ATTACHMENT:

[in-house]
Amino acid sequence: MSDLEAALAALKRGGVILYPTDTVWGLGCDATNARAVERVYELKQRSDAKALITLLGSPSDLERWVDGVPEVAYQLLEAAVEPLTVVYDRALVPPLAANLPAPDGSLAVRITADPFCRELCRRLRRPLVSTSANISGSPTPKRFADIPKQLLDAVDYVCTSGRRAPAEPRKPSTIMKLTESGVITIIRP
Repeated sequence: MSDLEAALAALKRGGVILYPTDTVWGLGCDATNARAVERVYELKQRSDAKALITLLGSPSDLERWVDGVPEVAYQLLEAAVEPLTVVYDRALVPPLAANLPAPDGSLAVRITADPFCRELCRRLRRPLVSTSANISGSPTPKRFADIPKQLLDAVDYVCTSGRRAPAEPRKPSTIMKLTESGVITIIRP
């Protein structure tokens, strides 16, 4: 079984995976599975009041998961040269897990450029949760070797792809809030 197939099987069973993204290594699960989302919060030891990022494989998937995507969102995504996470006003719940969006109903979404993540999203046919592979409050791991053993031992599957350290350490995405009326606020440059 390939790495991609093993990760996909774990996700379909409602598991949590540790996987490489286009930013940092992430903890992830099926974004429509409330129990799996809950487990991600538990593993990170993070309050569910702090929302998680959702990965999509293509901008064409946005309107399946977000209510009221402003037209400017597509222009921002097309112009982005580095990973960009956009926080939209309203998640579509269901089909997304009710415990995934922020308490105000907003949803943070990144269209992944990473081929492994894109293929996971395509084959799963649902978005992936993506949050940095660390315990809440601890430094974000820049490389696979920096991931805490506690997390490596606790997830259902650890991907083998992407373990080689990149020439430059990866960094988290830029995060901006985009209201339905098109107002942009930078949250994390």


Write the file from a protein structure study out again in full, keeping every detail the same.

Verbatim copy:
[in-house]
Amino acid sequence: MSDLEAALAALKRGGVILYPTDTVWGLGCDATNARAVERVYELKQRSDAKALITLLGSPSDLERWVDGVPEVAYQLLEAAVEPLTVVYDRALVPPLAANLPAPDGSLAVRITADPFCRELCRRLRRPLVSTSANISGSPTPKRFADIPKQLLDAVDYVCTSGRRAPAEPRKPSTIMKLTESGVITIIRP
Repeated sequence: MSDLEAALAALKRGGVILYPTDTVWGLGCDATNARAVERVYELKQRSDAKALITLLGSPSDLERWVDGVPEVAYQLLEAAVEPLTVVYDRALVPPLAANLPAPDGSLAVRITADPFCRELCRRLRRPLVSTSANISGSPTPKRFADIPKQLLDAVDYVCTSGRRAPAEPRKPSTIMKLTESGVITIIRP
């Protein structure tokens, strides 16, 4: 079984995976599975009041998961040269897990450029949760070797792809809030 197939099987069973993204290594699960989302919060030891990022494989998937995507969102995504996470006003719940969006109903979404993540999203046919592979409050791991053993031992599957350290350490995405009326606020440059 390939790495991609093993990760996909774990996700379909409602598991949590540790996987490489286009930013940092992430903890992830099926974004429509409330129990799996809950487990991600538990593993990170993070309050569910702090929302998680959702990965999509293509901008064409946005309107399946977000209510009221402003037209400017597509222009921002097309112009982005580095990973960009956009926080939209309203998640579509269901089909997304009710415990995934922020308490105000907003949803943070990144269209992944990473081929492994894109293929996971395509084959799963649902978005992936993506949050940095660390315990809440601890430094974000820049490389696979920096991931805490506690997390490596606790997830259902650890991907083998992407373990080689990149020439430059990866960094988290830029995060901006985009209201339905098109107002942009930078949250994390």